So I am going to be up-front and say that this is a tough post for me to write because powerful stuff, but it would have been much harder for me to write it two days ago before the EMDR session. I am also making this entry public because I thought that it could be interesting to a broader audience, so feel free to link here if someone you know might be interested in it - just know that I may be slow in responding to comments. In addition, I'm going to go light on some of the details to spare others who have PTSD from getting triggered who might benefit from reading this post; still, know that I'm going to talk about things related to PTSD and trauma and being a survivor.

*goes boldly onward*

tw: ptsd, being a survivor, history of sexual assault, therapy )
lizcommotion: A leather journal (well-used) (journal)
[personal profile] staranise  has posted recently about the "freeze" response (as opposed to fight/flight, it's an additional lovely part of the body's response to stressors.)

Today I got to have another experience of that firsthand - I am pretty sure - and with partner's help actually identify the trigger(s). Because I thought I was having a good day. I went to the doctor, she was awesome and encouraging and filled me with not hope, exactly, but she didn't mention terrible things and was definitely in the Figure Out What's Wrong Scientifically Face, which is very reassuring to me. Then my mom and I went to a thrift store, I tried on some clothes which took a lot of spoons, we got lunch and I actually had an appetite, came home, I fell asleep.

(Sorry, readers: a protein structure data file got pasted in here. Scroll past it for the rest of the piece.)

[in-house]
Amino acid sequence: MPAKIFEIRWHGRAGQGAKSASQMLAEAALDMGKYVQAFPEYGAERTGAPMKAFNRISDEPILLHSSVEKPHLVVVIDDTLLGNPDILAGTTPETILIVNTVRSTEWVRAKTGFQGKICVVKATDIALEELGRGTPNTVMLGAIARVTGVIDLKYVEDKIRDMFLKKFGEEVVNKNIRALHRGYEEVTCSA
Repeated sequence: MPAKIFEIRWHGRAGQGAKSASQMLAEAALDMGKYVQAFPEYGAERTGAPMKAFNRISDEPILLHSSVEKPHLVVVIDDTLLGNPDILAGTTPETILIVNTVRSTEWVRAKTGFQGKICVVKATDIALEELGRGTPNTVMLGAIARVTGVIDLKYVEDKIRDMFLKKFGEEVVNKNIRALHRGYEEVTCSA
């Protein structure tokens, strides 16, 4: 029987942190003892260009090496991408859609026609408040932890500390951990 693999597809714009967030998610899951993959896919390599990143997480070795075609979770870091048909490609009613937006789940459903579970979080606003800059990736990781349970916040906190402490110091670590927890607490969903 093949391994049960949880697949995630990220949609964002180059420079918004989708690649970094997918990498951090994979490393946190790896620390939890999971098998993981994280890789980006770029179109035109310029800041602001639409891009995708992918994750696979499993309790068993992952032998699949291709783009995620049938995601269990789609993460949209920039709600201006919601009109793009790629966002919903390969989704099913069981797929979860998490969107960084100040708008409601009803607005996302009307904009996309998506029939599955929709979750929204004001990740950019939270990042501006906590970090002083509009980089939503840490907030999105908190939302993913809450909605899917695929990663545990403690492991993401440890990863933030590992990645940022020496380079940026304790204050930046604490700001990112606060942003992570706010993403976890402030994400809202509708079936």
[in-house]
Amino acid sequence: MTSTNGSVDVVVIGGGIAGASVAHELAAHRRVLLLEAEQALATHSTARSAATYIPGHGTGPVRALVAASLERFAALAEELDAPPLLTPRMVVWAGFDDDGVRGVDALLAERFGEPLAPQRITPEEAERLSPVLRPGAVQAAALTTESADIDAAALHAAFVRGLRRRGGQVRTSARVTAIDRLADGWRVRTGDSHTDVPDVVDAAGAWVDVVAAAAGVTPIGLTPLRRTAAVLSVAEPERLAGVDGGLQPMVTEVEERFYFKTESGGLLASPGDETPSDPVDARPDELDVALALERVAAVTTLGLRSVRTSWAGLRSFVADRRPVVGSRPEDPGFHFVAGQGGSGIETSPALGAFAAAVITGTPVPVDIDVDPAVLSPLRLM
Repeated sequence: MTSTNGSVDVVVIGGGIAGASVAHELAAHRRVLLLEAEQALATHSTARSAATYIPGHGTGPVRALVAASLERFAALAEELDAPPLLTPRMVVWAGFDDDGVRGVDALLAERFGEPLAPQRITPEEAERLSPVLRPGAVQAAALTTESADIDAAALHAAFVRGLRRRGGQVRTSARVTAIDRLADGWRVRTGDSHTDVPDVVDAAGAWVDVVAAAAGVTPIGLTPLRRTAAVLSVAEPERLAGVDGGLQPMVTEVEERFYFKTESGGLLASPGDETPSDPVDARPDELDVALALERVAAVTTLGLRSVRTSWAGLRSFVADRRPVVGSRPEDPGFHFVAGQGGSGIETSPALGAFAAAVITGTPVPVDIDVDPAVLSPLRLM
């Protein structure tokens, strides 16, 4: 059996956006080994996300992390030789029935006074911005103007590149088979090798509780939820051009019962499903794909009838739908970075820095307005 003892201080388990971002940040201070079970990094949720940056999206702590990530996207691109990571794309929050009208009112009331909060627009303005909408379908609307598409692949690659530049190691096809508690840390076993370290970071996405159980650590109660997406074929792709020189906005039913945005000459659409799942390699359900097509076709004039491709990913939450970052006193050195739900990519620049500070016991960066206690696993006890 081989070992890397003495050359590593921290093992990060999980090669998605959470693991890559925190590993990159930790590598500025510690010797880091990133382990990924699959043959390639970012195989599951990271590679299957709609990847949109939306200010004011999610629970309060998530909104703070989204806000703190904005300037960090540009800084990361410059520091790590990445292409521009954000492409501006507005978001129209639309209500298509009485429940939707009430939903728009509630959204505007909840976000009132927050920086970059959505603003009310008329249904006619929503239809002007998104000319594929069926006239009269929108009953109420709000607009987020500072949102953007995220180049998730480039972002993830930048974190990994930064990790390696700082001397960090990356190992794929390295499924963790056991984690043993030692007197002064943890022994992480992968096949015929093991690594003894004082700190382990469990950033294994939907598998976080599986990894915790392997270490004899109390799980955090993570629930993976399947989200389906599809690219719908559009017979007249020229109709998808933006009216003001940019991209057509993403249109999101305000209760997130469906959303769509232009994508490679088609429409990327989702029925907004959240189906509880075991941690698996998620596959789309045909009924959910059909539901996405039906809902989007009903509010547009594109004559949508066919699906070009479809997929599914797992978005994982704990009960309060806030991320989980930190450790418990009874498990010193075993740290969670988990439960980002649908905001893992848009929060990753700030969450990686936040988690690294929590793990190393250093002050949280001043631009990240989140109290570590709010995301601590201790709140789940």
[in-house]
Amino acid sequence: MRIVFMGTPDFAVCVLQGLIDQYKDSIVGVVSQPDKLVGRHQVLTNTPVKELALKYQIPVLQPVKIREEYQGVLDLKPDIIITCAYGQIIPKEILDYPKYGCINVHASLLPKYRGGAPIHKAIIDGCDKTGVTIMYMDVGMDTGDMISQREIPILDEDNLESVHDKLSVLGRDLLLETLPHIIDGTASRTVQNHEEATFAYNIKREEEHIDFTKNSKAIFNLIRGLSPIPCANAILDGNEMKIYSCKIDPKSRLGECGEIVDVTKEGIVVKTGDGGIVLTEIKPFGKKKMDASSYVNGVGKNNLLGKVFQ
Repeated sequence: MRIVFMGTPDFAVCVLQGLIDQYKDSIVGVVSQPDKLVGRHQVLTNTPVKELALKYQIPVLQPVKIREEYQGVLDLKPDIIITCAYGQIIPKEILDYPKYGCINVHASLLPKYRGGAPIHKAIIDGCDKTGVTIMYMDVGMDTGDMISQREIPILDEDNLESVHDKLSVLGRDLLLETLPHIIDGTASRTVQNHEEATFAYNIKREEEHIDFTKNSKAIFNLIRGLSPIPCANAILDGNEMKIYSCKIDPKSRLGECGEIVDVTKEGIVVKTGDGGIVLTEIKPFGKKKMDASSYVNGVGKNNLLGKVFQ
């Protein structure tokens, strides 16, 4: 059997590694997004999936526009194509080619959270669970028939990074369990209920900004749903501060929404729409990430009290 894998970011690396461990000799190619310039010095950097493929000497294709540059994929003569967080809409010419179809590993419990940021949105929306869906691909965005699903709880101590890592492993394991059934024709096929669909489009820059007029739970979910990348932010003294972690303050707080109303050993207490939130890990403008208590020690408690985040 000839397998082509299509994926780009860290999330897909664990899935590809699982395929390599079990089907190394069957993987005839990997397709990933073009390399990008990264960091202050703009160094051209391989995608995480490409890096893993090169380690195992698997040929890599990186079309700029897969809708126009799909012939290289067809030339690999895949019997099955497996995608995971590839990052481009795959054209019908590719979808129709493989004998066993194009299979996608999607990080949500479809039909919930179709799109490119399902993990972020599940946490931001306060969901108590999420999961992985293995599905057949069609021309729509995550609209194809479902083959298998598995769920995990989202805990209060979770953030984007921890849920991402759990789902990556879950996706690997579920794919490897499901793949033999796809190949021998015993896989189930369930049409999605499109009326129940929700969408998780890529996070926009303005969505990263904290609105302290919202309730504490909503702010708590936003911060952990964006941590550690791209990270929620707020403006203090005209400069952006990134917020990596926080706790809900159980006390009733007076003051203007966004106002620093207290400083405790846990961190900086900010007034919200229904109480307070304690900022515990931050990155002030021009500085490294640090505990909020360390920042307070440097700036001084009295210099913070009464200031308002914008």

trigger warning: sexual assault, trauma, body's response to trauma in a weird/scary way, PTSD )

So yeah, there's an example of the freeze response in action. Serious action. I'm leaving this unlocked in case anyone else finds it helpful; also because there seems to be a general discussion right now about flight/fright/freeze and I don't mind being part of that discussion (i.e. if you want to link someone to this, you are welcome to do so; just know that I may not have spoons to comment right away).

The Plan

Jul. 29th, 2013 08:57 am
lizcommotion: a raptor silhouetted against a sunet over the beach (bird sunset)
After a night's sleep, here's my plan. I pursue the trauma-NES (non-epileptic-seizure) link with psychiatrist/therapist because it can't hurt to look (unless a rude doctorman is telling you to in a don't question my authority you are just crazy pants way), as it is suspiciously timed with the Crohn's exams bringing up all the PTSD stuff.

Also, I look and see if any of my other conditions could be causing this. Or meds. Or med interactions.

This brought to you by crying on the stairs about my assailant from 10+ years ago at midnight.

Also also as positive reinforcement for dealing with all this SHIT, I look into getting a service dog.


lizcommotion: Lily and Chance squished in a cat pile-up on top of a cat tree (buff tabby, black cat with red collar) (Default)